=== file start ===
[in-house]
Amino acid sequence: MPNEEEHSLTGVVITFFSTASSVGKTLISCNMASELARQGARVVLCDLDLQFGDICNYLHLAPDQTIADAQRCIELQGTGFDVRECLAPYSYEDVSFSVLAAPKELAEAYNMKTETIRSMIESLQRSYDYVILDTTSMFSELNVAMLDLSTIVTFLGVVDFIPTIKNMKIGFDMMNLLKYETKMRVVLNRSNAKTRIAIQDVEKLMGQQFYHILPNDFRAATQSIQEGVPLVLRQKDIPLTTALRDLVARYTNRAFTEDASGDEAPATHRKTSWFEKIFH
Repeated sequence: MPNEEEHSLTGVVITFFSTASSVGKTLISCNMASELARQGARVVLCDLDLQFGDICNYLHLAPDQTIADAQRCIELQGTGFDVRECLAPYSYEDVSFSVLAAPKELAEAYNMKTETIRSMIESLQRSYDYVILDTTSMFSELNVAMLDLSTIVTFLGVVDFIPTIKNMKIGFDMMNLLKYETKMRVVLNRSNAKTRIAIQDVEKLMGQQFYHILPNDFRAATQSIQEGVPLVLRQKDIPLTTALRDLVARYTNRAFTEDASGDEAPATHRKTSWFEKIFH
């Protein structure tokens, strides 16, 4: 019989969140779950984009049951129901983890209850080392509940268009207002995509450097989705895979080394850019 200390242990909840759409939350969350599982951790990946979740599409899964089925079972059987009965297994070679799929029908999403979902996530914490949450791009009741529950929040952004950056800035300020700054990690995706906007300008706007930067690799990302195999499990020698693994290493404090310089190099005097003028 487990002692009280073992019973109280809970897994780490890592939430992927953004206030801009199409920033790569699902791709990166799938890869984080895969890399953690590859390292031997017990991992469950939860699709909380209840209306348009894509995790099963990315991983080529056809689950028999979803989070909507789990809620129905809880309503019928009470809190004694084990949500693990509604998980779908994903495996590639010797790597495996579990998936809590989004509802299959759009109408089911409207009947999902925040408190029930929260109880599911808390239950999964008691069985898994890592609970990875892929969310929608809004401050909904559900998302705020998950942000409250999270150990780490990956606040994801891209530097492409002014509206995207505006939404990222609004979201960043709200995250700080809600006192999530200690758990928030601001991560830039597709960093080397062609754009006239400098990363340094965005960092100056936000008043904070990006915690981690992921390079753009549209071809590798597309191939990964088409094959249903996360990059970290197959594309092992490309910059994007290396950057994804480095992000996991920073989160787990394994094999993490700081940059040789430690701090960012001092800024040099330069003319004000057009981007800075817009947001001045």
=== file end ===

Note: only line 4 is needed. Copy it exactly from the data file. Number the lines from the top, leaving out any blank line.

């Protein structure tokens, strides 16, 4: 019989969140779950984009049951129901983890209850080392509940268009207002995509450097989705895979080394850019 200390242990909840759409939350969350599982951790990946979740599409899964089925079972059987009965297994070679799929029908999403979902996530914490949450791009009741529950929040952004950056800035300020700054990690995706906007300008706007930067690799990302195999499990020698693994290493404090310089190099005097003028 487990002692009280073992019973109280809970897994780490890592939430992927953004206030801009199409920033790569699902791709990166799938890869984080895969890399953690590859390292031997017990991992469950939860699709909380209840209306348009894509995790099963990315991983080529056809689950028999979803989070909507789990809620129905809880309503019928009470809190004694084990949500693990509604998980779908994903495996590639010797790597495996579990998936809590989004509802299959759009109408089911409207009947999902925040408190029930929260109880599911808390239950999964008691069985898994890592609970990875892929969310929608809004401050909904559900998302705020998950942000409250999270150990780490990956606040994801891209530097492409002014509206995207505006939404990222609004979201960043709200995250700080809600006192999530200690758990928030601001991560830039597709960093080397062609754009006239400098990363340094965005960092100056936000008043904070990006915690981690992921390079753009549209071809590798597309191939990964088409094959249903996360990059970290197959594309092992490309910059994007290396950057994804480095992000996991920073989160787990394994094999993490700081940059040789430690701090960012001092800024040099330069003319004000057009981007800075817009947001001045």